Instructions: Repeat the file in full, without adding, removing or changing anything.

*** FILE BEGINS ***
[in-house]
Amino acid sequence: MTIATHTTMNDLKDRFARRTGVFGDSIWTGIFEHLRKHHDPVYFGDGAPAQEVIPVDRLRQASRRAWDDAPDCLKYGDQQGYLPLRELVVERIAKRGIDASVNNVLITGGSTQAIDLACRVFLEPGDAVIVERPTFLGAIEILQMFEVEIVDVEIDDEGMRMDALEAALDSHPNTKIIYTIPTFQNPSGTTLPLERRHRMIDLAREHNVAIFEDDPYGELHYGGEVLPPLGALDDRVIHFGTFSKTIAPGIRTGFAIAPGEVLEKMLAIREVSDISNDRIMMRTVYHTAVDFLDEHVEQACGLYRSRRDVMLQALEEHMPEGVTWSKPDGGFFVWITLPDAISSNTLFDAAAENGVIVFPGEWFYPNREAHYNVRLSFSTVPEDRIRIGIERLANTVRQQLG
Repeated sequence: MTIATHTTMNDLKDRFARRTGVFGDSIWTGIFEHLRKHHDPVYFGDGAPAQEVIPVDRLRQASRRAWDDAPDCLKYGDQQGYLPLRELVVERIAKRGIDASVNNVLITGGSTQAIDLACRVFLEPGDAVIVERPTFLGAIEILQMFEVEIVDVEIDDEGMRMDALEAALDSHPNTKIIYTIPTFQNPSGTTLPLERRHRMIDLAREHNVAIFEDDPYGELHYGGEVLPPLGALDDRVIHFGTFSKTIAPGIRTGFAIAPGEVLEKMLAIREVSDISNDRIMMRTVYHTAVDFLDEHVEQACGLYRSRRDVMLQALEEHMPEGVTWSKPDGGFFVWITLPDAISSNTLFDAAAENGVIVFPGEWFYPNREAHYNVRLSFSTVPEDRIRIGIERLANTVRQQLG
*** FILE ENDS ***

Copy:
[in-house]
Amino acid sequence: MTIATHTTMNDLKDRFARRTGVFGDSIWTGIFEHLRKHHDPVYFGDGAPAQEVIPVDRLRQASRRAWDDAPDCLKYGDQQGYLPLRELVVERIAKRGIDASVNNVLITGGSTQAIDLACRVFLEPGDAVIVERPTFLGAIEILQMFEVEIVDVEIDDEGMRMDALEAALDSHPNTKIIYTIPTFQNPSGTTLPLERRHRMIDLAREHNVAIFEDDPYGELHYGGEVLPPLGALDDRVIHFGTFSKTIAPGIRTGFAIAPGEVLEKMLAIREVSDISNDRIMMRTVYHTAVDFLDEHVEQACGLYRSRRDVMLQALEEHMPEGVTWSKPDGGFFVWITLPDAISSNTLFDAAAENGVIVFPGEWFYPNREAHYNVRLSFSTVPEDRIRIGIERLANTVRQQLG
Repeated sequence: MTIATHTTMNDLKDRFARRTGVFGDSIWTGIFEHLRKHHDPVYFGDGAPAQEVIPVDRLRQASRRAWDDAPDCLKYGDQQGYLPLRELVVERIAKRGIDASVNNVLITGGSTQAIDLACRVFLEPGDAVIVERPTFLGAIEILQMFEVEIVDVEIDDEGMRMDALEAALDSHPNTKIIYTIPTFQNPSGTTLPLERRHRMIDLAREHNVAIFEDDPYGELHYGGEVLPPLGALDDRVIHFGTFSKTIAPGIRTGFAIAPGEVLEKMLAIREVSDISNDRIMMRTVYHTAVDFLDEHVEQACGLYRSRRDVMLQALEEHMPEGVTWSKPDGGFFVWITLPDAISSNTLFDAAAENGVIVFPGEWFYPNREAHYNVRLSFSTVPEDRIRIGIERLANTVRQQLG